You're referring to the Monte Carlo fallacy, which is a little different. The MC fallacy pertains to the probability of an event happening as one step in a causal chain
rather than the entire chain.
Going back to the nomenclature I used earlier -- Event X with Y probability and Z attempts -- we can see that as Z increases, the chances of X happening go up. But there are two things that fuel the chance of X happening: Y probability, and Z attempts. It's not fallacious to say that as Z increases, the chance of X happening increases. Where it is
fallacious, and where the MC fallacy comes into play, would be if you argued that as Z increases, Y also
increases. Y stays the same, the chance of X happening just goes up (and eventually reaches 1) because of Z going up.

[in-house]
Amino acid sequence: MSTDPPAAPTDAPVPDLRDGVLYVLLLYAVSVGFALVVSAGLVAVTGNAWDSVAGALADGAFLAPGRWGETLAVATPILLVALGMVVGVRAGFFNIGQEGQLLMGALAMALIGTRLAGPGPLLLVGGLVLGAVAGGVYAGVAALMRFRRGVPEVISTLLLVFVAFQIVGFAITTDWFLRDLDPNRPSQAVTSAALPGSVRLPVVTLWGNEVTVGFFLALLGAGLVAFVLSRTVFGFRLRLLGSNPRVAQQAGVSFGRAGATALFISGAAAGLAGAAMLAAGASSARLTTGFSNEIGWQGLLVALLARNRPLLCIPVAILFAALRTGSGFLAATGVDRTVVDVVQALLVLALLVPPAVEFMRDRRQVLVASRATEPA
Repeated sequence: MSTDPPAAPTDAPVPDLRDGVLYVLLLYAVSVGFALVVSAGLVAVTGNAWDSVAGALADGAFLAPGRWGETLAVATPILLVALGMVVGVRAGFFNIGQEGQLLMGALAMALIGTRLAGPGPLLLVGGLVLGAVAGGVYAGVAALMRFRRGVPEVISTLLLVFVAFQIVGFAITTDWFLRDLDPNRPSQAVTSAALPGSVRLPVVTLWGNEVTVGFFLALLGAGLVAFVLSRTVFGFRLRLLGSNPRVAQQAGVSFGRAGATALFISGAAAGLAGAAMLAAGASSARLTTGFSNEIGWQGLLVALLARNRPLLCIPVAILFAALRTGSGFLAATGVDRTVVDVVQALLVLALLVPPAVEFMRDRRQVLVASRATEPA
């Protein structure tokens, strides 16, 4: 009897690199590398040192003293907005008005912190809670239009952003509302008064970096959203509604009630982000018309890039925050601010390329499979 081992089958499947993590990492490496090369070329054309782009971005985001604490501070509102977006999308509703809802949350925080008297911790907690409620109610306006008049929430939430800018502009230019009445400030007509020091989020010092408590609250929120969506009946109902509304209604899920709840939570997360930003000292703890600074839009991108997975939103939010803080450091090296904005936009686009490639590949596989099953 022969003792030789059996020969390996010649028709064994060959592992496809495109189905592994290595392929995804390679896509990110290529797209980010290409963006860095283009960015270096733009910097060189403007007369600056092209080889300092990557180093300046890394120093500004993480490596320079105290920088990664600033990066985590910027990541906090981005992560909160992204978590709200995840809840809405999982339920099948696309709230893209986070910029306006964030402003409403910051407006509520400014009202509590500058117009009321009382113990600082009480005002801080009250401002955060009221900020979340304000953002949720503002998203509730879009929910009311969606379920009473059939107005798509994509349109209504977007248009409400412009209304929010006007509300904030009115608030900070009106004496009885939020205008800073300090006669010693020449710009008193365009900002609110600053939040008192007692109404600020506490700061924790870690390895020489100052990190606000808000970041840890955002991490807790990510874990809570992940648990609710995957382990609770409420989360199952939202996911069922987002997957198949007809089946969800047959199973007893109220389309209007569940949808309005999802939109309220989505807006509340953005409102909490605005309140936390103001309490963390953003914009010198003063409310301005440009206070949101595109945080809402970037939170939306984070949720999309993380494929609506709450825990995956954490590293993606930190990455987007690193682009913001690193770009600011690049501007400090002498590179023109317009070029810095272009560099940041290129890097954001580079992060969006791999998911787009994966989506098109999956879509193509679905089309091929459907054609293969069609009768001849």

Does that make sense?
EDIT: Just thought of an example that fits. You would agree that I have a better chance of flipping a coin and getting heads if I got to flip the coin 10 times instead of 1. But that's because I got 9 more tries. We would have a problem if I said that because I didn't get heads before, my odds of getting heads go up to 60% or 70% or whatever have you. The former (my chances improving because of more attempts) is just basic logic, the latter (the odds themselves changing because I failed previously) is the MC fallacy.
This post was edited on 12/29 at 2:13 pm